Florida Teamsters faced a daunting task during the 2020-21 state legislative session – holding off a Republican-controlled Legislature that seemed dead set on rolling back workers’ rights and undermining unions.
But joining together with labor and progressive allies in the state, Teamster locals in Joint Council 75 mobilized members to let lawmakers know they valued being Teamsters and didn’t want the state to make it harder for the union to advocate on their behalf. That resulted in two separate bills failing to advance to the floor for a vote before the legislative session ended on April 30.
With Republican majorities in both the state House and Senate, Florida Teamsters have long understood the necessity of developing relationships with members on both sides of the aisle. Over time they have done just that, based on the understanding that supporting workers doesn’t have to be a partisan issue. The work that went into building that foundation is what gave unions in Florida a fighting chance to defeat these bills.
“It really was a collective effort and a good job by our team,” Local 769 President and Joint Council 75 Political Coordinator Josh Zivalich said. “The far right that was making an effort in the Florida Legislature saw they were in for a fight.”
Andy Madtes and David Renshaw, both Local 769 business agents, together drove up to Tallahassee so they could be present at a critical Senate Rules Committee meeting where SB 1014 – which would have required onerous recertification rules for public sector unions and outlawed mutually negotiated paycheck deductions – was to be heard.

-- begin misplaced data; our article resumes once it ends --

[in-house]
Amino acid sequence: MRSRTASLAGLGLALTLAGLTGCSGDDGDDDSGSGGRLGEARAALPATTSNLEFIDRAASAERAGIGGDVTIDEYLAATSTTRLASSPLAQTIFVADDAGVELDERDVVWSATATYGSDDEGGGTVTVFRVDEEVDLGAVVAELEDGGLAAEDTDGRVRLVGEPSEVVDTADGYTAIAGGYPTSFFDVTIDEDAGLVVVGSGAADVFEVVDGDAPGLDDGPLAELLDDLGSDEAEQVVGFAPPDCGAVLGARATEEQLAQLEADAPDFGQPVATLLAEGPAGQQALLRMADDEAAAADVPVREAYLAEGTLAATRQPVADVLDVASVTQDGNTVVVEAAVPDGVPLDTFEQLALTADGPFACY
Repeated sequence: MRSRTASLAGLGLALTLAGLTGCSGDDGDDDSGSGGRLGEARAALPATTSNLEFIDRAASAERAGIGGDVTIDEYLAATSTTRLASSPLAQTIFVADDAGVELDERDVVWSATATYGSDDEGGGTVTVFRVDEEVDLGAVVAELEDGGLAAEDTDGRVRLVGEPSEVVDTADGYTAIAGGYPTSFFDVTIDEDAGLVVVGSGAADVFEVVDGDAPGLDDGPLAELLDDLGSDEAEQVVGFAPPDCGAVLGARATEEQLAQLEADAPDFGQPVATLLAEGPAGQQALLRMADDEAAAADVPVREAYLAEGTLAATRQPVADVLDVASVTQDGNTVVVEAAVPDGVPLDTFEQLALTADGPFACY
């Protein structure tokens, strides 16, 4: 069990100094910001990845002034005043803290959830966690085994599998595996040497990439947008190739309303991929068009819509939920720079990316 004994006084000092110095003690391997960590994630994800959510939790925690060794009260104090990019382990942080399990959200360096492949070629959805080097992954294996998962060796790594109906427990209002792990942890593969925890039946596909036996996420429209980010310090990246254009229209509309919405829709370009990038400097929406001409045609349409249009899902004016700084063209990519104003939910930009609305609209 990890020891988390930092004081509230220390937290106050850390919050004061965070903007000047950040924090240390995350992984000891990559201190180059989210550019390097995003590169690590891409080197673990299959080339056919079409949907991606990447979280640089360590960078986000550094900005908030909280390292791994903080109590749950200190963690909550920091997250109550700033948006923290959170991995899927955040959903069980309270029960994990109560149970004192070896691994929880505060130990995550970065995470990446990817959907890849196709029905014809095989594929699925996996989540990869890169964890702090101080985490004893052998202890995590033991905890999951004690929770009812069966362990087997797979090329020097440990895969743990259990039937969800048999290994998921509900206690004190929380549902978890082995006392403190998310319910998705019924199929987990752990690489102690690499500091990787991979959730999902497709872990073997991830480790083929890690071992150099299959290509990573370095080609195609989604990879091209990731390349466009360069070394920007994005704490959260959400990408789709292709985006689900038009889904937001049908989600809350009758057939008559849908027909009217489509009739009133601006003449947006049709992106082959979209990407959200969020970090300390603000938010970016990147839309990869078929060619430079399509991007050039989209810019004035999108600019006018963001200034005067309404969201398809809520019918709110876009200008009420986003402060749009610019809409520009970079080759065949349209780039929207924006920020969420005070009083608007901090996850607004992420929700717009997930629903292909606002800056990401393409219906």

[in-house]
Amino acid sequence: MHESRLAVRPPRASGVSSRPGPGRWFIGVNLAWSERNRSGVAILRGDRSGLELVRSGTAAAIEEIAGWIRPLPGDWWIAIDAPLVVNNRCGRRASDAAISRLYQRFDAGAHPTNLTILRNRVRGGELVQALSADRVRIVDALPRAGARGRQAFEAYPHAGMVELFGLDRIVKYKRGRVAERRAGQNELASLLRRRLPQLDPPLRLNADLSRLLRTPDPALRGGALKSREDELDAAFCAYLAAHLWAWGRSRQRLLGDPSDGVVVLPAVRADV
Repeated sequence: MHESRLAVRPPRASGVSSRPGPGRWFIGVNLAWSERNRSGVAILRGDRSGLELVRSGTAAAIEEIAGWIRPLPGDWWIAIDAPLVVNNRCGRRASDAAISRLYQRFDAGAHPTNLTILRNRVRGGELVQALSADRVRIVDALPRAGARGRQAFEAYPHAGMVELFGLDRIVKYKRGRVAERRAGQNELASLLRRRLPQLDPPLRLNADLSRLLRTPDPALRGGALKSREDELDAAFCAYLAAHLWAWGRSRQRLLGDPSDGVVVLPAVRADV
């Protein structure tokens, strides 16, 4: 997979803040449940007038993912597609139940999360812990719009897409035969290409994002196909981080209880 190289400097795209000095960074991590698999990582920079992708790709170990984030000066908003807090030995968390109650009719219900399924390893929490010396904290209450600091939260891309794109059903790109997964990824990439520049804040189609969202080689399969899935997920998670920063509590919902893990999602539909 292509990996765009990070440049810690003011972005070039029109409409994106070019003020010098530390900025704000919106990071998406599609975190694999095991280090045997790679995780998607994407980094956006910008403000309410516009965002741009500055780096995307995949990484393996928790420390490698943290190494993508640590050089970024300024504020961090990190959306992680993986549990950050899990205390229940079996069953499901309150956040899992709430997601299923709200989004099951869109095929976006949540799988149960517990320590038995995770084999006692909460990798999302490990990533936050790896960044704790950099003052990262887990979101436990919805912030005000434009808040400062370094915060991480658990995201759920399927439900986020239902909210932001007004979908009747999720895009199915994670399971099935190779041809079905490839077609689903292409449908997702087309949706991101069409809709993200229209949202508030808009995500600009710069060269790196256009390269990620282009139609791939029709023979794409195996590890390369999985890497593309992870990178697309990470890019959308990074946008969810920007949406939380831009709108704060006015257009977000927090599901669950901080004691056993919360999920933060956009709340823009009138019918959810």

During the long trip from South Florida, they helped prepare for a final push to stop the legislation in its tracks. Working in conjunction with other Teamster locals, the AFL-CIO and other labor allies, they reached out to members by phone, email, text and social media to make sure they contacted their elected officials and urged them to vote no.
“While Andy was driving, I was handling the computer and doing social media and calls,” Renshaw said. Madtes added, “There was a lot of Hustling going on during that eight-hour drive.”
They showed up the morning of the hearing and were in the front row. Then they waited. By noon, the hearing still hadn’t started. Soon thereafter, they were notified that SB 1014 would not be considered at the hearing. Teamsters and others had secured enough Republican support that it was clear to Senate leadership that they didn’t have the votes to pass the bill on the floor, thus ensuring the bill would not be enacted during the 2021 session.
Similarly, another bill considered by the Legislature that would have forced unions to re-sign all of their members every three years did not advance thanks to significant pressure applied to targeted state senators by union households and retirees.
“We got it done through individuals playing the role of activists in their homes,” Renshaw said. “I saw a lot more members engaged in this and so did our state senators.”
Florida Teamsters intend to use the lessons learned during these legislative fights to prepare for 2022. They know lawmakers will attempt to bring these anti-union bills and others up again next year. But the Teamsters will be ready to fight!